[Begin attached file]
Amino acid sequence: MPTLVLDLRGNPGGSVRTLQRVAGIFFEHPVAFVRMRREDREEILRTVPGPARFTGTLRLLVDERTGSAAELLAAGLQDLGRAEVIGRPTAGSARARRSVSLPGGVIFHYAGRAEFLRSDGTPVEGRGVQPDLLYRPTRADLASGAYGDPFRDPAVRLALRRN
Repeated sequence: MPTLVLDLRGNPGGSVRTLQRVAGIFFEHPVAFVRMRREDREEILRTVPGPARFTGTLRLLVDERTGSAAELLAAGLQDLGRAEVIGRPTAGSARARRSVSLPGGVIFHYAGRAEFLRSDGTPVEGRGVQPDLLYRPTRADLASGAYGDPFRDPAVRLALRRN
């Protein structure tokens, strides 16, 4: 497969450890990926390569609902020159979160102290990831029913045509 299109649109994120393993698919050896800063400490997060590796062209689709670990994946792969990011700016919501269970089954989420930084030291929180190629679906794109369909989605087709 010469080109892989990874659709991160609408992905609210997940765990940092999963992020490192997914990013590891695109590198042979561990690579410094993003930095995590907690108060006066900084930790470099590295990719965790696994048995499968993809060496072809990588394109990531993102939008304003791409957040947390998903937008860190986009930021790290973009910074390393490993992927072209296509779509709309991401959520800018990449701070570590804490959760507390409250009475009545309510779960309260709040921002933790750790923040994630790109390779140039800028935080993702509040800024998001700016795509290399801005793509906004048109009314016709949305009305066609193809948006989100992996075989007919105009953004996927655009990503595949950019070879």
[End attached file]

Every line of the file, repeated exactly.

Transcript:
Amino acid sequence: MPTLVLDLRGNPGGSVRTLQRVAGIFFEHPVAFVRMRREDREEILRTVPGPARFTGTLRLLVDERTGSAAELLAAGLQDLGRAEVIGRPTAGSARARRSVSLPGGVIFHYAGRAEFLRSDGTPVEGRGVQPDLLYRPTRADLASGAYGDPFRDPAVRLALRRN
Repeated sequence: MPTLVLDLRGNPGGSVRTLQRVAGIFFEHPVAFVRMRREDREEILRTVPGPARFTGTLRLLVDERTGSAAELLAAGLQDLGRAEVIGRPTAGSARARRSVSLPGGVIFHYAGRAEFLRSDGTPVEGRGVQPDLLYRPTRADLASGAYGDPFRDPAVRLALRRN
């Protein structure tokens, strides 16, 4: 497969450890990926390569609902020159979160102290990831029913045509 299109649109994120393993698919050896800063400490997060590796062209689709670990994946792969990011700016919501269970089954989420930084030291929180190629679906794109369909989605087709 010469080109892989990874659709991160609408992905609210997940765990940092999963992020490192997914990013590891695109590198042979561990690579410094993003930095995590907690108060006066900084930790470099590295990719965790696994048995499968993809060496072809990588394109990531993102939008304003791409957040947390998903937008860190986009930021790290973009910074390393490993992927072209296509779509709309991401959520800018990449701070570590804490959760507390409250009475009545309510779960309260709040921002933790750790923040994630790109390779140039800028935080993702509040800024998001700016795509290399801005793509906004048109009314016709949305009305066609193809948006989100992996075989007919105009953004996927655009990503595949950019070879």